Canada's So-Called Literary Heavyweights Like Margaret Atwood are Dangerously Wrong

Canada's former Ambassador to the United States once observed "They write well – they speak well – but they are wrong." This applies in spades to an open letter by the so-called "literary heavyweights" calling for an investigation into the handling of the Galloway case by the University of British Columbia. Galloway was fired by UBC after being accused of sexual assault, sexual harassment, bullying and other inappropriate behavior. 

This article highlights how the open letter by a group of writers, particularly Margret Atwood, backfired because they were trying to protect one of their own under the notion that the UBC handling of the scandal was not fair and transparent. Quite rightly Atwood was called out on her position to which she responded: "My position is that UBC process was flawed and failed both sides, and the rest of my position that the model of the Salem Witchcraft Trials is not a good one." 

As an expert in harassment and bullying in the workplace, I must point out that Atwood's position on this is dead wrong and dangerous. The process did not "fail both sides."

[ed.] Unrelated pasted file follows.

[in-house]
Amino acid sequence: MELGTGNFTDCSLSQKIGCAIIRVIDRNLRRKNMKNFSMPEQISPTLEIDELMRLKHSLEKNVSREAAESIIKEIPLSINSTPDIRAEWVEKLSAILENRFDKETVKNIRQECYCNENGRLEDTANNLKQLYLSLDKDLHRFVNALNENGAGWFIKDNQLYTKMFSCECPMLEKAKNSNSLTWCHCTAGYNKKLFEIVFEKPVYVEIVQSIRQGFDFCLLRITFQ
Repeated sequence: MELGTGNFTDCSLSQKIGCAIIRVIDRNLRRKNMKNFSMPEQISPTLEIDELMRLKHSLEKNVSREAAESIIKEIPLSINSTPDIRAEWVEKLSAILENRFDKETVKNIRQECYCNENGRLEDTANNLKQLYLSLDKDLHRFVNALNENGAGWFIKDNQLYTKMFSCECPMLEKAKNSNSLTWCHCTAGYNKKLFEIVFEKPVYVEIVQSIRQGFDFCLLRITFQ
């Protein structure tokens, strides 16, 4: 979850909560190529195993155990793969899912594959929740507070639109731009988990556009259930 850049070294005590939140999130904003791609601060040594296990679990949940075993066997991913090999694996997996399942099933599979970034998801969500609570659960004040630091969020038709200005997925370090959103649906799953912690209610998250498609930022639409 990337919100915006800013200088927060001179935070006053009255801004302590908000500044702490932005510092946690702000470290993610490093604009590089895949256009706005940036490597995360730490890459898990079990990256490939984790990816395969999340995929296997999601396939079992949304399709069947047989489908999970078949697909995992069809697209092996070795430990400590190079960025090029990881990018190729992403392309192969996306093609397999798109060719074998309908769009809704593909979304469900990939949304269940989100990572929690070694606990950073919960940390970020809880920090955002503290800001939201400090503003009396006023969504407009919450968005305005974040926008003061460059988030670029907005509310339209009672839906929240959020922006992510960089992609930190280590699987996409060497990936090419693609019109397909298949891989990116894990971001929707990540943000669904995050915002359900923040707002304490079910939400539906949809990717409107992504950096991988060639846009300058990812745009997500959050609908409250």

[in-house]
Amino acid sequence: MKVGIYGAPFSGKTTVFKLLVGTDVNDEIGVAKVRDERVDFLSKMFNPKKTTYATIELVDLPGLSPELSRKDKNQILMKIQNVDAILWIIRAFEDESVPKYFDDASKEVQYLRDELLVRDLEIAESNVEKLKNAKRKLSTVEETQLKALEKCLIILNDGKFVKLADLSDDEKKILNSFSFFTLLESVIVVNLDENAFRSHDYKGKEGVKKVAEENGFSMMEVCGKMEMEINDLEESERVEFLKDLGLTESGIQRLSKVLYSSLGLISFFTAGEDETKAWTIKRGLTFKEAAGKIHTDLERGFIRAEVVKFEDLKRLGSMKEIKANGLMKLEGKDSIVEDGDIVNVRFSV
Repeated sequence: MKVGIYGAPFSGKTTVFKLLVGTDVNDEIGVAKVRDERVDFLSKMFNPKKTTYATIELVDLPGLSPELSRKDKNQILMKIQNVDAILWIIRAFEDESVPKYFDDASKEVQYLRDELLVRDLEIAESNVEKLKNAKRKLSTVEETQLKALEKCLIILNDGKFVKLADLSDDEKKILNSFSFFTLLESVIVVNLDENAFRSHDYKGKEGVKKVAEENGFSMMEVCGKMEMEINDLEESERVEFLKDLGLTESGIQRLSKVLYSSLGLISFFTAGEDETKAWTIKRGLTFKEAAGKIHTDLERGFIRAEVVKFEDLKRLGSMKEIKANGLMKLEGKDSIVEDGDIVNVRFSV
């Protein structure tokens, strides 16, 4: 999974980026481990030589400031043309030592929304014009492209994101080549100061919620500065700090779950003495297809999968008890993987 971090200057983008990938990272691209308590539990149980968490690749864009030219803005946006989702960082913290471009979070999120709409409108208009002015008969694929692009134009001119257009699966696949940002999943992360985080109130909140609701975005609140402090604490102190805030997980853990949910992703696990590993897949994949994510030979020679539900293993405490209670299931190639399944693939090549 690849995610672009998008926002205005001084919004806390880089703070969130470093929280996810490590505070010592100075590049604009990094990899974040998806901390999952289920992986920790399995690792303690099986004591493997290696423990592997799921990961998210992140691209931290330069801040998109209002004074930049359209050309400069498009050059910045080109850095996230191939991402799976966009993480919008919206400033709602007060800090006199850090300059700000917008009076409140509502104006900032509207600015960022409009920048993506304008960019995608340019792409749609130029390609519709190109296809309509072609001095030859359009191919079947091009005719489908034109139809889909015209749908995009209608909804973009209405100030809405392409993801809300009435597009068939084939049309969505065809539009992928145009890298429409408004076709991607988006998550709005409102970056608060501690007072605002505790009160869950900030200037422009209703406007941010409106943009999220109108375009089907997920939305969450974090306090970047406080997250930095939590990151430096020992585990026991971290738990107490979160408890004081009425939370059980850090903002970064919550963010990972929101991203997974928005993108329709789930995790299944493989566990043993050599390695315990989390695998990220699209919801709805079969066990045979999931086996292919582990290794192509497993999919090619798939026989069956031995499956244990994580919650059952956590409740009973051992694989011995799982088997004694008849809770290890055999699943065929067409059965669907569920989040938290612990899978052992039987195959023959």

UBC handled this scandal properly. To open this up to further inquiry will not only require that the targets of the harassment and bullying be further victimized by additional exposure and being forced to relive what they have experienced. It will also discourage others who are abused, harassed and bullied to come forward.

If Galloway feels his firing was unfair, he has every right to appeal. Given that he has signed a confidentiality agreement, this suggests that he has settled with the university. The open letter by his friends is an attempt to fight the dismissal in the court of public opinion is frighteningly wrong insomuch that if they were successful in doing this, organizations will continue to turn the victims into the villains, which is one of the biggest, if not the biggest obstacle, in encouraging targets of the predators to come forward.

Atwood is considered to be a "feminist icon." Considering the position she has taken on this and her premature defense of Jian Ghomeshi, Canada's notorious sexual predator and workplace bully, suggests that she is the opposite—an anti-feminist icon. It would be interesting to hear her weigh in on Fox's Rodger Ailes, Donald Trump and Billy Bush.

Bravo to Marsha Lederman and the Globe and Mail for calling out Canada's tight-knit literary community on this.

Photo: IBL/Rex Shutterstock

Are Two-Thirds of Your Employees Ready to Walk Out?